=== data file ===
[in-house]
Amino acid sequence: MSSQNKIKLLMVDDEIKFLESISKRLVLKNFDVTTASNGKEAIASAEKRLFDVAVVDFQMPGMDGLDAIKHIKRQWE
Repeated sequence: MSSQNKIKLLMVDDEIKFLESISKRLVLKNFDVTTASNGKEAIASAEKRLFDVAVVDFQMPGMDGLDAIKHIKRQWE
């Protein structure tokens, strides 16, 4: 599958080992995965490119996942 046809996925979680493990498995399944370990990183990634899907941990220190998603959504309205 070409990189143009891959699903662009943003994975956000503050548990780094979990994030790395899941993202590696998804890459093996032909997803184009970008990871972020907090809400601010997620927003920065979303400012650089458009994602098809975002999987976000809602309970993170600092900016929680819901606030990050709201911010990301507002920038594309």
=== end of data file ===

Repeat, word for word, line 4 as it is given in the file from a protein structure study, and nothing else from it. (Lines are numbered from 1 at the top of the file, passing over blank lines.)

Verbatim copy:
């Protein structure tokens, strides 16, 4: 599958080992995965490119996942 046809996925979680493990498995399944370990990183990634899907941990220190998603959504309205 070409990189143009891959699903662009943003994975956000503050548990780094979990994030790395899941993202590696998804890459093996032909997803184009970008990871972020907090809400601010997620927003920065979303400012650089458009994602098809975002999987976000809602309970993170600092900016929680819901606030990050709201911010990301507002920038594309």